Rift Valley fever (RVF) is a mosquito-borne viral disease that affects humans, sheep, cattle, goat, buffalo, camels as well as various wildlife species. Mortality in adult sheep and cattle is estimated at 20% and 10%, respectively, whereas in unborn and infant sheep, mortality is considerably higher, approaching 100%.
RVFV infection in humans can remain asymptomatic or manifest as a mild illness. A small percentage of individuals however develop more serious symptoms including retinal damage, hepatic disease with hemorrhagic fever or encephalitis. The mortality rate among severe cases varies from 4-40%. The causative agent, Rift Valley fever virus (RVFV), belongs to the Phlebovirus genus of the family Bunyaviridae. In South Africa, RVF outbreaks have occurred with increasing frequency, size and severity. The threat of future outbreaks of RVF in South Africa persists. Furthermore, mosquitoes that are potentially capable of transmitting RVFV are not confined to Africa, explaining the fear for epidemics outside this continent. Also in The Netherlands, several mosquito species are present that can potentially transmit RVFV to both humans and livestock. This BOCI project has supported the development of a veterinary vaccine and continues to support registration trials of the vaccine in South Africa. The main focus of this year’s project was to improve the gold-standard diagnostic test used for the detection of RVFV infections. We successfully developed and validated this novel test, which is based on virus neutralization, and demonstrated at least a 10-fold improvement in sensitivity. This assay will greatly facilitate the monitoring, and thereby the control, of RVFV infections in the field.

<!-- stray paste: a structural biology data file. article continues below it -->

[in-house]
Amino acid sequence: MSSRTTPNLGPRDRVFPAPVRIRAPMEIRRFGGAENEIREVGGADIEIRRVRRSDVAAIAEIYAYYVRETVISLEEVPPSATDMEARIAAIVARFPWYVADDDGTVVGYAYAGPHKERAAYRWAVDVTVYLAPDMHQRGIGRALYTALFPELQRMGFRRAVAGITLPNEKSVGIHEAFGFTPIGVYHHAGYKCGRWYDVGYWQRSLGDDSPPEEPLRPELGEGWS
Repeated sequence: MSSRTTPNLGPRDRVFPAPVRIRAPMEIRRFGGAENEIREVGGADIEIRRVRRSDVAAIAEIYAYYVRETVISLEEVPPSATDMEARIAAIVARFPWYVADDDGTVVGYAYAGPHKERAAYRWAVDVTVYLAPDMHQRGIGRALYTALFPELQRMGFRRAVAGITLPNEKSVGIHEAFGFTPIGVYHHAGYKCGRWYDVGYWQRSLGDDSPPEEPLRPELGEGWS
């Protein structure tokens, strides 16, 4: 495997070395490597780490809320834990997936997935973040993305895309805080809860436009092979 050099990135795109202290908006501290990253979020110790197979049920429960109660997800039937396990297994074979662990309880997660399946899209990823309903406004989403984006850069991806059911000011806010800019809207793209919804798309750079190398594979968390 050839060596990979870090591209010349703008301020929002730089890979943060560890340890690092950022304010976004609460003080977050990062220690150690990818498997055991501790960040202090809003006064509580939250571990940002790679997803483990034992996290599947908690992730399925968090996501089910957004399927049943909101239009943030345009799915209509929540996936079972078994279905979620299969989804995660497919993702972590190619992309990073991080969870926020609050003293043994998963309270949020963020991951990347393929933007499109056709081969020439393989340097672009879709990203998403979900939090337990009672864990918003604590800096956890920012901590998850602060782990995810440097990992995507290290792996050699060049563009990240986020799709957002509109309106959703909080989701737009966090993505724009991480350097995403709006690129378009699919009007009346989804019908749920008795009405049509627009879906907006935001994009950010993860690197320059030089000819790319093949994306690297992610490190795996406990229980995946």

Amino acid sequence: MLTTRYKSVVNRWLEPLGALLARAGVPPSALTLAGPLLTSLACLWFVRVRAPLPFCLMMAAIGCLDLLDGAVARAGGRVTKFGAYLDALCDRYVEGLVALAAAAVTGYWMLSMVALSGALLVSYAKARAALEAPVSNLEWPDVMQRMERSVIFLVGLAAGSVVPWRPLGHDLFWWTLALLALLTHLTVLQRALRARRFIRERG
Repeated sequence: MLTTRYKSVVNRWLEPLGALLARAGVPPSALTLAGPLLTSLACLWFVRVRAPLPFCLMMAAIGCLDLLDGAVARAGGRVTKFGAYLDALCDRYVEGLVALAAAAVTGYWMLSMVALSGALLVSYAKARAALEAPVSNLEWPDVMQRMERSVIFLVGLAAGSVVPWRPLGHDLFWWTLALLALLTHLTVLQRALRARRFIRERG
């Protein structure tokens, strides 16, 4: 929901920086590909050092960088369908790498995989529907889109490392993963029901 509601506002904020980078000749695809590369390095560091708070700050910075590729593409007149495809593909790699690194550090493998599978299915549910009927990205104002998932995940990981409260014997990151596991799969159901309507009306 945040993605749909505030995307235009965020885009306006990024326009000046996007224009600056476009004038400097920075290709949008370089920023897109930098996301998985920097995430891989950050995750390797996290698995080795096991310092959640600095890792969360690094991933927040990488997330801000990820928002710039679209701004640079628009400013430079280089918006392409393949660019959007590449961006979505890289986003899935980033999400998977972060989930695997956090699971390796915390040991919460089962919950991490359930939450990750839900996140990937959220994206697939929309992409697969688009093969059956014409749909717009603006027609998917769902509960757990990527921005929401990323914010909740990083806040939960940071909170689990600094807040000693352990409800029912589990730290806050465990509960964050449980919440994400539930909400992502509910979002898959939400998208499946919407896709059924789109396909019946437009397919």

European ring trial to evaluate ELISAs for the diagnosis of infection with Rift Valley fever virusJournal of Virological Methods 187 (2013)1. - ISSN 0166-0934 - p. 177 - 181.
Vertical transmission of Rift Valley Fever Virus without detectable maternal viremiaVector-Borne and Zoonotic Diseases 13 (2013)8. - ISSN 1530-3667 - p. 601 - 606.